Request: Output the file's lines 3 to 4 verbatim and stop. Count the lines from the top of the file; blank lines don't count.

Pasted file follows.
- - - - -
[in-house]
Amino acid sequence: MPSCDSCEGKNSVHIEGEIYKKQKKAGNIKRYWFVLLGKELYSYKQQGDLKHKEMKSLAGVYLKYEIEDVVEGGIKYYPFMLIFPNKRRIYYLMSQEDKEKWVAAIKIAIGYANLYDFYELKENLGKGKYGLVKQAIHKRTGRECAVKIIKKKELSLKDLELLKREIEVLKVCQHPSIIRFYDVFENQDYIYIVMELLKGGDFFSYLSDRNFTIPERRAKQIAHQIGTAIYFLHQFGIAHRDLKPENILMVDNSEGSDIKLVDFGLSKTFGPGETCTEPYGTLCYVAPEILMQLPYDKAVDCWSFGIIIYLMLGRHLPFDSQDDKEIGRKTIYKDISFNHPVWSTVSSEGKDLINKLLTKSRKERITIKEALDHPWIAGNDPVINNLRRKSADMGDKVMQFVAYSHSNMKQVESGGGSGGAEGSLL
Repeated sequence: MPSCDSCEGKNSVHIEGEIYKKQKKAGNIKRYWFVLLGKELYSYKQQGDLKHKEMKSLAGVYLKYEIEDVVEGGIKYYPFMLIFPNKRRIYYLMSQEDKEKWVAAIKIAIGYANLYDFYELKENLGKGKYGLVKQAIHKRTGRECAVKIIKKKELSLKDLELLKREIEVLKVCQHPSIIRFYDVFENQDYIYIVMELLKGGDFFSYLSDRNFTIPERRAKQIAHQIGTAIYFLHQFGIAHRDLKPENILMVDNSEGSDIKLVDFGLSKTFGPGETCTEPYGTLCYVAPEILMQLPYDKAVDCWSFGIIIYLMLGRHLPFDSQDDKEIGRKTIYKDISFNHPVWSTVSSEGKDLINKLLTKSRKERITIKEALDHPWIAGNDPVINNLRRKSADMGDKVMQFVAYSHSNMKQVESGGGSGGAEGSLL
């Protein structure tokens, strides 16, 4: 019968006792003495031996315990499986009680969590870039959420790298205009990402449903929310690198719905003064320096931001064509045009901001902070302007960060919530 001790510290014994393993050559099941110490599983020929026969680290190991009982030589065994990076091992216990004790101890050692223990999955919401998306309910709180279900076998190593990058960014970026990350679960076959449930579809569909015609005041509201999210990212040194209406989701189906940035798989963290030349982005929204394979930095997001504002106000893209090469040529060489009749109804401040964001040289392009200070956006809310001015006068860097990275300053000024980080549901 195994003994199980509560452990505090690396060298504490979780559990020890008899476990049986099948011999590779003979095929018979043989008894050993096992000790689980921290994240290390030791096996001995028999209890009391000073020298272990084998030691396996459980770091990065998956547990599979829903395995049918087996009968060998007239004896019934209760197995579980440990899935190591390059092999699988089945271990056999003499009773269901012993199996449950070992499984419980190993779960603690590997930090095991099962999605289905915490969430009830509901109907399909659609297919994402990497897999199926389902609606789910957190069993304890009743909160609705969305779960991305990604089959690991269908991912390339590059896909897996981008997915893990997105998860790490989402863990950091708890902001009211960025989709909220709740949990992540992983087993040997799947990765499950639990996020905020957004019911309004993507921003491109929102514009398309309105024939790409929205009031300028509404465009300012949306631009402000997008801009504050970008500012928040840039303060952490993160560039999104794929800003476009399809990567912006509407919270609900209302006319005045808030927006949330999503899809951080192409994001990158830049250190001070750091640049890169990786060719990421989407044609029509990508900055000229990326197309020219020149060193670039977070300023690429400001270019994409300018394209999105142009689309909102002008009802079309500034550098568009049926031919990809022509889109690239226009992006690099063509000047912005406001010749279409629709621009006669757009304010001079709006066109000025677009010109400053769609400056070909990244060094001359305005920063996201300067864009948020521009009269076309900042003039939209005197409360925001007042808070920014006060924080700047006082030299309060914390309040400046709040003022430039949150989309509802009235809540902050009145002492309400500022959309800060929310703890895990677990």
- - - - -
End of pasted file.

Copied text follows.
Repeated sequence: MPSCDSCEGKNSVHIEGEIYKKQKKAGNIKRYWFVLLGKELYSYKQQGDLKHKEMKSLAGVYLKYEIEDVVEGGIKYYPFMLIFPNKRRIYYLMSQEDKEKWVAAIKIAIGYANLYDFYELKENLGKGKYGLVKQAIHKRTGRECAVKIIKKKELSLKDLELLKREIEVLKVCQHPSIIRFYDVFENQDYIYIVMELLKGGDFFSYLSDRNFTIPERRAKQIAHQIGTAIYFLHQFGIAHRDLKPENILMVDNSEGSDIKLVDFGLSKTFGPGETCTEPYGTLCYVAPEILMQLPYDKAVDCWSFGIIIYLMLGRHLPFDSQDDKEIGRKTIYKDISFNHPVWSTVSSEGKDLINKLLTKSRKERITIKEALDHPWIAGNDPVINNLRRKSADMGDKVMQFVAYSHSNMKQVESGGGSGGAEGSLL
């Protein structure tokens, strides 16, 4: 019968006792003495031996315990499986009680969590870039959420790298205009990402449903929310690198719905003064320096931001064509045009901001902070302007960060919530 001790510290014994393993050559099941110490599983020929026969680290190991009982030589065994990076091992216990004790101890050692223990999955919401998306309910709180279900076998190593990058960014970026990350679960076959449930579809569909015609005041509201999210990212040194209406989701189906940035798989963290030349982005929204394979930095997001504002106000893209090469040529060489009749109804401040964001040289392009200070956006809310001015006068860097990275300053000024980080549901 195994003994199980509560452990505090690396060298504490979780559990020890008899476990049986099948011999590779003979095929018979043989008894050993096992000790689980921290994240290390030791096996001995028999209890009391000073020298272990084998030691396996459980770091990065998956547990599979829903395995049918087996009968060998007239004896019934209760197995579980440990899935190591390059092999699988089945271990056999003499009773269901012993199996449950070992499984419980190993779960603690590997930090095991099962999605289905915490969430009830509901109907399909659609297919994402990497897999199926389902609606789910957190069993304890009743909160609705969305779960991305990604089959690991269908991912390339590059896909897996981008997915893990997105998860790490989402863990950091708890902001009211960025989709909220709740949990992540992983087993040997799947990765499950639990996020905020957004019911309004993507921003491109929102514009398309309105024939790409929205009031300028509404465009300012949306631009402000997008801009504050970008500012928040840039303060952490993160560039999104794929800003476009399809990567912006509407919270609900209302006319005045808030927006949330999503899809951080192409994001990158830049250190001070750091640049890169990786060719990421989407044609029509990508900055000229990326197309020219020149060193670039977070300023690429400001270019994409300018394209999105142009689309909102002008009802079309500034550098568009049926031919990809022509889109690239226009992006690099063509000047912005406001010749279409629709621009006669757009304010001079709006066109000025677009010109400053769609400056070909990244060094001359305005920063996201300067864009948020521009009269076309900042003039939209005197409360925001007042808070920014006060924080700047006082030299309060914390309040400046709040003022430039949150989309509802009235809540902050009145002492309400500022959309800060929310703890895990677990």